While mobility may be one of the Forest Lodge’s coolest benefits, it’s a feature created out of necessity rather than desire. In order to live in England’s New Forest National Parkland, a beautiful but protected conservation area, homeowners Mel and Roy Matthews were prohibited from living in permanent construction. Mobile dwellings, however, are permitted. Thus, PAD studio designed a sturdy steel-framed structure that could be top-lifted and moved by crane, and maintained access to the beautiful woodland landscape.
Inspired by the surrounding silver birch trees, the mobile prefab dwelling is clad in untreated chestnut boards that will develop a patina over time. The steel-frame structure, which measures 6.8 meters in width and 20 meters in length, comprises two bedrooms and an airy open-plan communal area that combines the living room, dining area, and kitchen into one space. All of the interior fixtures were installed during the prefab process. The completed unit was transported on lorries in two parts and then craned atop a concrete-and-limestone plinth.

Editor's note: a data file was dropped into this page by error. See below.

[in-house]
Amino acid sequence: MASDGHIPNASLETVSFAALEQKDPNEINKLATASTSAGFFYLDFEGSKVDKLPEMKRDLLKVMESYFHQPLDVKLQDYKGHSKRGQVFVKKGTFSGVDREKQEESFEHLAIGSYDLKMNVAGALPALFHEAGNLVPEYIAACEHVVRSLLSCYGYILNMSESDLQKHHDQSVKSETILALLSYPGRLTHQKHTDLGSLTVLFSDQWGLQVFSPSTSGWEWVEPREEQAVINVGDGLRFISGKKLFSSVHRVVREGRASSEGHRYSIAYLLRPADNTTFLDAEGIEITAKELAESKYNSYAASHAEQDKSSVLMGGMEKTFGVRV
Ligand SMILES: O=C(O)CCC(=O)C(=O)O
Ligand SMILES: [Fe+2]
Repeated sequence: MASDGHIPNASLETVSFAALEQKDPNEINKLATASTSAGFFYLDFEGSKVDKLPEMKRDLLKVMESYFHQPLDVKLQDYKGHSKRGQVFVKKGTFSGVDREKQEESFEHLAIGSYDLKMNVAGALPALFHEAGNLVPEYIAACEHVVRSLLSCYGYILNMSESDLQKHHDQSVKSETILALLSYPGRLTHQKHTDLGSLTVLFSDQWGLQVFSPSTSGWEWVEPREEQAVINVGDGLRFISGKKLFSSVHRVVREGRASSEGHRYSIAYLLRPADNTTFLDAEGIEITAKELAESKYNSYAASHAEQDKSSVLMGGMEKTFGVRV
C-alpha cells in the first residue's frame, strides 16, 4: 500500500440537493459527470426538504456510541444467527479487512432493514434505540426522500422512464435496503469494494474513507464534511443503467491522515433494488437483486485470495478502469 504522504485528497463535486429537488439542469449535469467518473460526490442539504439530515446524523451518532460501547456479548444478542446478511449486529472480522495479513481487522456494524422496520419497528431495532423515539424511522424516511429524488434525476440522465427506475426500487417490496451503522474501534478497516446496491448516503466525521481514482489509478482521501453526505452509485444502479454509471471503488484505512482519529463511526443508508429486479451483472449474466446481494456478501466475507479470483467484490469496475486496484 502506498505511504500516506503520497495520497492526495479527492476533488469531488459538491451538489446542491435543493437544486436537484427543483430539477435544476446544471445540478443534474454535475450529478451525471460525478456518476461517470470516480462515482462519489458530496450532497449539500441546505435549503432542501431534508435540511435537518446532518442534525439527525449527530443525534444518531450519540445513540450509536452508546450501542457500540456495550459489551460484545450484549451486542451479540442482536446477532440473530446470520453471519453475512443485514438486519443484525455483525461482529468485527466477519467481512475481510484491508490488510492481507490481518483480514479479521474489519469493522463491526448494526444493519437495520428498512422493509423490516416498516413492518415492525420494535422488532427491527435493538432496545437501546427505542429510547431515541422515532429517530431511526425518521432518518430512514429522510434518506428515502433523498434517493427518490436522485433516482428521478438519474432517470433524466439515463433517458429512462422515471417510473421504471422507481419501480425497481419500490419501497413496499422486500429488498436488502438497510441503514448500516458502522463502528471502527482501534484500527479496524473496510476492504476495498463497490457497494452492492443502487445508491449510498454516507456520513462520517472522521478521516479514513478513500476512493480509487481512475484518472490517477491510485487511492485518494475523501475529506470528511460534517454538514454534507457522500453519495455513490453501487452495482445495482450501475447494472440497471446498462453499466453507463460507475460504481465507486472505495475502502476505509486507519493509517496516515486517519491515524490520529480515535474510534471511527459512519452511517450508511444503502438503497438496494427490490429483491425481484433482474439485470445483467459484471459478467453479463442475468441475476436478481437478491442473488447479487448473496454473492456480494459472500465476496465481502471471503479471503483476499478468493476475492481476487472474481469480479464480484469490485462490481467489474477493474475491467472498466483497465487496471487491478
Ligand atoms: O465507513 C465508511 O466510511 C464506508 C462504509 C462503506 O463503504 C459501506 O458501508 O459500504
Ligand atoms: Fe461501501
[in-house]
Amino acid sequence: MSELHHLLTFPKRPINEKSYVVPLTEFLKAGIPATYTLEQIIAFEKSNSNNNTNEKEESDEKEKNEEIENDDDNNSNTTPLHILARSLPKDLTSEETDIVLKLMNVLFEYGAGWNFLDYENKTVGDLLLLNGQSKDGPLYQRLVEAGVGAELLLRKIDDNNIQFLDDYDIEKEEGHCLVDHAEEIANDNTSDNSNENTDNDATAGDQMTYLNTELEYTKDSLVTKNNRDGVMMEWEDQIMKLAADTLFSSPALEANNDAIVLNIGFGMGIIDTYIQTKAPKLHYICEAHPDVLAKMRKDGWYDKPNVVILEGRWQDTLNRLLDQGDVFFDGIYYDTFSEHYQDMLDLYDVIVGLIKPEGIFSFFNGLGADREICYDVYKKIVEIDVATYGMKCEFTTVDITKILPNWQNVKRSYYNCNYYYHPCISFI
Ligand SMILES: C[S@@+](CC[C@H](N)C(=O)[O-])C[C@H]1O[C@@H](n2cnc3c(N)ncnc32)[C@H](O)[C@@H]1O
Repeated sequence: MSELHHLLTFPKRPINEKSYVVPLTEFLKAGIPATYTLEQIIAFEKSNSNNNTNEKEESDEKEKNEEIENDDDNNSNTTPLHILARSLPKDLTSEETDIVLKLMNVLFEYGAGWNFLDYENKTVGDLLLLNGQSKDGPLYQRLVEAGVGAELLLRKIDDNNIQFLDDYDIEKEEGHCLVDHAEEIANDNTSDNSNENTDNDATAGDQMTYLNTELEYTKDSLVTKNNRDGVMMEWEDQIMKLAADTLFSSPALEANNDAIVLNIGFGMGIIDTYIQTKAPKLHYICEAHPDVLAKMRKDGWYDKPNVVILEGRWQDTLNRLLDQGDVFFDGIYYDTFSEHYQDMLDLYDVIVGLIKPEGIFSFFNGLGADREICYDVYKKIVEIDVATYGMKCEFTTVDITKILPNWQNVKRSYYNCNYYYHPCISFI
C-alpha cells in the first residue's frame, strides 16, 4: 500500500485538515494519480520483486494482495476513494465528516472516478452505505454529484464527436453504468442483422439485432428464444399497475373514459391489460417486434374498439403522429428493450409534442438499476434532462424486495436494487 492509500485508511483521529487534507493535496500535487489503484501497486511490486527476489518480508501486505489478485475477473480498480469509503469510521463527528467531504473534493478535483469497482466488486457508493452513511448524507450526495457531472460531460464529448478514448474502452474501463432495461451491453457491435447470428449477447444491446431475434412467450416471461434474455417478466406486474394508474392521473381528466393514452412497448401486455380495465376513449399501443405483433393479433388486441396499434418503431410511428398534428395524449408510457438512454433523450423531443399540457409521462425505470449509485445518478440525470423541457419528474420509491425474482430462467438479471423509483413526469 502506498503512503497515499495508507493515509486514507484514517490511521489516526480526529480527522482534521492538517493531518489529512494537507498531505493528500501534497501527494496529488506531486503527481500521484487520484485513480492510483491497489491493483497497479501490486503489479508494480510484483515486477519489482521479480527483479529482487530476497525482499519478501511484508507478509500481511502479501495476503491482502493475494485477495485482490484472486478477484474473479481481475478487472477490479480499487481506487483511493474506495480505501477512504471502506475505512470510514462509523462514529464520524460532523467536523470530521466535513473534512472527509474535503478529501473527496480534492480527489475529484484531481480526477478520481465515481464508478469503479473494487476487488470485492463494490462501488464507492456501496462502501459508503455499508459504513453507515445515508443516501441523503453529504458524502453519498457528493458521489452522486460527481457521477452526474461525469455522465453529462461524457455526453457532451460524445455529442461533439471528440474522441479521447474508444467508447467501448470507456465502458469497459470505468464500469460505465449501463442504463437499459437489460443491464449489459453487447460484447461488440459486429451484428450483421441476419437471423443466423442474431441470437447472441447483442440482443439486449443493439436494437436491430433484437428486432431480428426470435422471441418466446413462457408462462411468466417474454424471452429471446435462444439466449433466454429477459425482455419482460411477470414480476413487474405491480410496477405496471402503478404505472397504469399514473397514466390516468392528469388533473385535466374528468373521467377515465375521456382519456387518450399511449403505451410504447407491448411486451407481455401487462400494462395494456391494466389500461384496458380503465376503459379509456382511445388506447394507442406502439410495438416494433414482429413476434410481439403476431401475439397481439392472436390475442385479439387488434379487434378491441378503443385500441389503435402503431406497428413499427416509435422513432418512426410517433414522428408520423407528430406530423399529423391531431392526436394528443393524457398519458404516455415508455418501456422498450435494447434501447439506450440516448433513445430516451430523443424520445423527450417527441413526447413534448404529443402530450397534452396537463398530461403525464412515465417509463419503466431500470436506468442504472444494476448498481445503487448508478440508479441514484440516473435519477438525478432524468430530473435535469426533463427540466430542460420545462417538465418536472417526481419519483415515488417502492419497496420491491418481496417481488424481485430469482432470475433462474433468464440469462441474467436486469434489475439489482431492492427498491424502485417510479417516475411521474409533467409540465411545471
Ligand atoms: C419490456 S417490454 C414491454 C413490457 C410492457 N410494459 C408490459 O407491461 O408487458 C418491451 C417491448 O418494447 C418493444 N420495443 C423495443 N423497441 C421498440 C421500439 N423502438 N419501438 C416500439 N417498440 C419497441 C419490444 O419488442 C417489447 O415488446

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Built to both PassivHaus standards and CSH Level 4, the home is sheathed in an airtight, highly insulated envelope. The large windows are outfitted with triple-glazed planes and frame views of the landscape and bring natural light indoors without letting heat escape. A 3.8-kilowatt rooftop photovoltaic array powers the home, which is warmed by a radiant heating system hooked up to an air-source heat pump.
+ PAD studio
Images via PAD studio